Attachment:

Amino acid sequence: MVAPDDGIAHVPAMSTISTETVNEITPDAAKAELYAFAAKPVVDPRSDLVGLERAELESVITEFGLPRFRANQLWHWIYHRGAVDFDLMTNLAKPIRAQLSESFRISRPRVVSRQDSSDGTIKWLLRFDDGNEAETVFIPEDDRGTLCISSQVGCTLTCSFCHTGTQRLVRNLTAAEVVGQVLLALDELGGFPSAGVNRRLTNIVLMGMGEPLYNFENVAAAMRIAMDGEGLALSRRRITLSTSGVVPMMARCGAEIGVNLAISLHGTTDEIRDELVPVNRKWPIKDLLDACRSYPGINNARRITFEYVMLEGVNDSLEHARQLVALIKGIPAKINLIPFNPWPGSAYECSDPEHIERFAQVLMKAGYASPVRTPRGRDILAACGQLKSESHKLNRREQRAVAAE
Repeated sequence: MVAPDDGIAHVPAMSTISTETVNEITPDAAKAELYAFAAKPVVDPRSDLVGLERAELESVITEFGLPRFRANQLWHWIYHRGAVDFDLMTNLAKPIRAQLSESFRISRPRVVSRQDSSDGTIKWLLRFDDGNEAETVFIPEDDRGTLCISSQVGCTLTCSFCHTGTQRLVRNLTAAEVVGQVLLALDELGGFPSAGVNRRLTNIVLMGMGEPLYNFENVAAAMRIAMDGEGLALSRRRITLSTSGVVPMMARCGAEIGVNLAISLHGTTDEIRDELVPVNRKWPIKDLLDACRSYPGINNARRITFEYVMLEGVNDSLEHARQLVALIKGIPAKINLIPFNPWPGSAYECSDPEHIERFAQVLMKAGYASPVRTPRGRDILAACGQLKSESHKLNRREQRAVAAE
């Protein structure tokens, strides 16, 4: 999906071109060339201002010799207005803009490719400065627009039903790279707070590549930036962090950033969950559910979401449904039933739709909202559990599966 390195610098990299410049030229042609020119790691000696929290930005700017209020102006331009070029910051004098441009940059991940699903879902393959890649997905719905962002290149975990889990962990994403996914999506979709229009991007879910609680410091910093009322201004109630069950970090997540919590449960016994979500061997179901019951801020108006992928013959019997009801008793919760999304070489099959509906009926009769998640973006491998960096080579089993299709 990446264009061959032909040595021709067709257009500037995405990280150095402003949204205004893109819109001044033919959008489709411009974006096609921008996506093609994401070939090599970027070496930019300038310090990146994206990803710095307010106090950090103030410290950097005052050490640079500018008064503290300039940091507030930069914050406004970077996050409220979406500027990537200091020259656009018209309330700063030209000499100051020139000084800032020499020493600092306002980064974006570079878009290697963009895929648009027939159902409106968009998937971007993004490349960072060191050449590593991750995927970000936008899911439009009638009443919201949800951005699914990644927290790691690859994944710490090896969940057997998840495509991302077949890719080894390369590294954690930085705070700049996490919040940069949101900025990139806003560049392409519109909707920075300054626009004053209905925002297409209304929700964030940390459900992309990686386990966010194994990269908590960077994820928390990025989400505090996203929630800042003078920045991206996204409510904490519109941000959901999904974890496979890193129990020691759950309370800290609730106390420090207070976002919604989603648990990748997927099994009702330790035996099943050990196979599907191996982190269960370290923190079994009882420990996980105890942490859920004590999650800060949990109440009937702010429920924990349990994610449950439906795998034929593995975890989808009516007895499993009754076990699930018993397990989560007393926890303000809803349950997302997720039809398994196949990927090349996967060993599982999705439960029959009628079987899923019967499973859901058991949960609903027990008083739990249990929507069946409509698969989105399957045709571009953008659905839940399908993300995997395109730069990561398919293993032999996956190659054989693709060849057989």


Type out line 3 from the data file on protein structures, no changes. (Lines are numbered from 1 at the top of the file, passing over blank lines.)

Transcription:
């Protein structure tokens, strides 16, 4: 999906071109060339201002010799207005803009490719400065627009039903790279707070590549930036962090950033969950559910979401449904039933739709909202559990599966 390195610098990299410049030229042609020119790691000696929290930005700017209020102006331009070029910051004098441009940059991940699903879902393959890649997905719905962002290149975990889990962990994403996914999506979709229009991007879910609680410091910093009322201004109630069950970090997540919590449960016994979500061997179901019951801020108006992928013959019997009801008793919760999304070489099959509906009926009769998640973006491998960096080579089993299709 990446264009061959032909040595021709067709257009500037995405990280150095402003949204205004893109819109001044033919959008489709411009974006096609921008996506093609994401070939090599970027070496930019300038310090990146994206990803710095307010106090950090103030410290950097005052050490640079500018008064503290300039940091507030930069914050406004970077996050409220979406500027990537200091020259656009018209309330700063030209000499100051020139000084800032020499020493600092306002980064974006570079878009290697963009895929648009027939159902409106968009998937971007993004490349960072060191050449590593991750995927970000936008899911439009009638009443919201949800951005699914990644927290790691690859994944710490090896969940057997998840495509991302077949890719080894390369590294954690930085705070700049996490919040940069949101900025990139806003560049392409519109909707920075300054626009004053209905925002297409209304929700964030940390459900992309990686386990966010194994990269908590960077994820928390990025989400505090996203929630800042003078920045991206996204409510904490519109941000959901999904974890496979890193129990020691759950309370800290609730106390420090207070976002919604989603648990990748997927099994009702330790035996099943050990196979599907191996982190269960370290923190079994009882420990996980105890942490859920004590999650800060949990109440009937702010429920924990349990994610449950439906795998034929593995975890989808009516007895499993009754076990699930018993397990989560007393926890303000809803349950997302997720039809398994196949990927090349996967060993599982999705439960029959009628079987899923019967499973859901058991949960609903027990008083739990249990929507069946409509698969989105399957045709571009953008659905839940399908993300995997395109730069990561398919293993032999996956190659054989693709060849057989």